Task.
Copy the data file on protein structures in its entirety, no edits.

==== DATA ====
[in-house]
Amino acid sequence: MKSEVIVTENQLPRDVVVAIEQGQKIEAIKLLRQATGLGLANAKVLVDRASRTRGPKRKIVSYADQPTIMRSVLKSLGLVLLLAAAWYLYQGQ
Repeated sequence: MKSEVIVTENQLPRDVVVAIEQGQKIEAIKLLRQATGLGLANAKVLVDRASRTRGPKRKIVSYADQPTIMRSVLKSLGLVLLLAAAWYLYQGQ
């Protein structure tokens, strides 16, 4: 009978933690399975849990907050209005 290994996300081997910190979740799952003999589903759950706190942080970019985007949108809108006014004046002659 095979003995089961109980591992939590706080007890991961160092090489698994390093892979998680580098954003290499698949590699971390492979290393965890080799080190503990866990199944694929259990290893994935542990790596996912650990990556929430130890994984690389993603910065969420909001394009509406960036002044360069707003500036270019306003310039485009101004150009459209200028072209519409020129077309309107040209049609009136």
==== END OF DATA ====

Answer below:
[in-house]
Amino acid sequence: MKSEVIVTENQLPRDVVVAIEQGQKIEAIKLLRQATGLGLANAKVLVDRASRTRGPKRKIVSYADQPTIMRSVLKSLGLVLLLAAAWYLYQGQ
Repeated sequence: MKSEVIVTENQLPRDVVVAIEQGQKIEAIKLLRQATGLGLANAKVLVDRASRTRGPKRKIVSYADQPTIMRSVLKSLGLVLLLAAAWYLYQGQ
């Protein structure tokens, strides 16, 4: 009978933690399975849990907050209005 290994996300081997910190979740799952003999589903759950706190942080970019985007949108809108006014004046002659 095979003995089961109980591992939590706080007890991961160092090489698994390093892979998680580098954003290499698949590699971390492979290393965890080799080190503990866990199944694929259990290893994935542990790596996912650990990556929430130890994984690389993603910065969420909001394009509406960036002044360069707003500036270019306003310039485009101004150009459209200028072209519409020129077309309107040209049609009136």